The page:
Real test lies in stopping infructuous demands
Given extensive digitisation of the income-tax return filing process and the I-T department’s claims of quick processing, the fact that there are Rs 1.5 lakh crore of refund claims pending—to use minister of state for finance Jayant Sinha’s numbers—is unacceptable. In this context, the Central Board of Direct Taxes (CBDT) has decided to set up a dedicated structure to improve taxpayer services. In addition to the several changes already made—all communication with the taxman will be on email, for instance—this is welcome, but a truly meaningful change will require more than this. Since the real test of the system will be not filing infructuous demands, the practice of ‘protective demands’—demands raised to avoid adverse comments by bodies such as the CAG—has to stop. It is due to this, for instance, that we have about 3 lakh tax cases pending with the first appellate authority with R5.5 lakh crore of demands; and this is apart from the cases pending at the ITAT, High Courts and the Supreme Court.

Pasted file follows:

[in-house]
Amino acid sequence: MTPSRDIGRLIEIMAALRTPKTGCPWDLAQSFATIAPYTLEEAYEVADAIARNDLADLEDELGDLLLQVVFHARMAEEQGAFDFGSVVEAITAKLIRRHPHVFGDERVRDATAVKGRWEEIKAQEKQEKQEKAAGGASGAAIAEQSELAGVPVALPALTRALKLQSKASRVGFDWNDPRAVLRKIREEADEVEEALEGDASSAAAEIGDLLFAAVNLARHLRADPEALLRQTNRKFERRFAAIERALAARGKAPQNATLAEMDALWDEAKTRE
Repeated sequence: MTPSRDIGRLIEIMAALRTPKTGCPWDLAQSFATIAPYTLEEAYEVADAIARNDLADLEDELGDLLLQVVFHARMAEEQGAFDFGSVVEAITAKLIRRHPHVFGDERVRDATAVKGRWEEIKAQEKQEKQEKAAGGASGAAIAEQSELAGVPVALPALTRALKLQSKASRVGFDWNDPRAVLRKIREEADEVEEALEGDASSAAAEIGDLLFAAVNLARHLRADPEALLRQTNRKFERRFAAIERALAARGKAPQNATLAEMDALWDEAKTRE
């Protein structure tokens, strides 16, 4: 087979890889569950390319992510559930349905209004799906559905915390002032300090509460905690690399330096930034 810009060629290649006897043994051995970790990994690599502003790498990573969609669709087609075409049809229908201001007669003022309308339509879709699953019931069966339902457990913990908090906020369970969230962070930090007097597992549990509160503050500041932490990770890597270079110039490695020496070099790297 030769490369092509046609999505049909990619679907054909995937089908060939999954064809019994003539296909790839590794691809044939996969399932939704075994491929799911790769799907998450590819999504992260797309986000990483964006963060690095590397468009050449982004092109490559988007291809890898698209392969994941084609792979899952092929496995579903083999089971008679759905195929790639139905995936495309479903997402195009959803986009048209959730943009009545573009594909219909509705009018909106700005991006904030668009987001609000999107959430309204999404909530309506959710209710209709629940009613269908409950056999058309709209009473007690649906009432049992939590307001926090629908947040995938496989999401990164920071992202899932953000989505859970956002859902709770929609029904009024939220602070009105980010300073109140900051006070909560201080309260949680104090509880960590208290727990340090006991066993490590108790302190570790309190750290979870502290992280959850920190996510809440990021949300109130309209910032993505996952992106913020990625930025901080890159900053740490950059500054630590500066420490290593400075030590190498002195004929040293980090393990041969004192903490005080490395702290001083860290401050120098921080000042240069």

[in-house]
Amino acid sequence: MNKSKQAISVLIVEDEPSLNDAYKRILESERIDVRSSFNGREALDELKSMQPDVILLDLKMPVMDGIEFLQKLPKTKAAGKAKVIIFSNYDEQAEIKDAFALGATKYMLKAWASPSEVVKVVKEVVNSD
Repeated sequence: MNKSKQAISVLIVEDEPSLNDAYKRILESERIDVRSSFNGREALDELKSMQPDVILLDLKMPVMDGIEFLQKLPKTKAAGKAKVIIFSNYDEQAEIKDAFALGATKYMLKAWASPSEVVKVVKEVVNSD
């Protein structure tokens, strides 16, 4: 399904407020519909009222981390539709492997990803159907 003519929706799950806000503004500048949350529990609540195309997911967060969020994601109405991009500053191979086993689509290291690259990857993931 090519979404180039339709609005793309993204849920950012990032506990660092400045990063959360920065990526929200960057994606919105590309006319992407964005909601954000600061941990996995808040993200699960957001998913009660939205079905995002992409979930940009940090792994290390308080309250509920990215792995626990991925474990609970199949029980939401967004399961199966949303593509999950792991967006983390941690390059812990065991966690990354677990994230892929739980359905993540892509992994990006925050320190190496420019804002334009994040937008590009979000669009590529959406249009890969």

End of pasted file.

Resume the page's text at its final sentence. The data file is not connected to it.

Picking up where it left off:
Some taxpayers may feel it is worth paying the principal tax amount in order to avoid the hassle of litigation and settle the case—as per the scheme announced in the Budget—but this is hardly the foundation of a taxpayer-friendly system. What is required is not just a system that gives taxpayers more of a chance to present their case, but one that constantly reviews the tax demands being made. One way to do this is to have a committee of experts—and not just those from the I-T department—to constantly review tax demands from the point of view of how just they are and whether they will stand judicial scrutiny, and then score tax officials on this. Another solution is to have a separate litigation department whose success will be measured by the number of cases they win in courts—this department will automatically reject cases that it thinks are weak and will serve as a constant check on assessing officers. The large taxpayer units (LTU) which were begun in 2006, to take care of the needs of large taxpayers, also need to be rejuvenated—while better coordination between the direct and indirect tax divisions is clearly called for, officials of the LTU have to act as friends of companies, not their foes.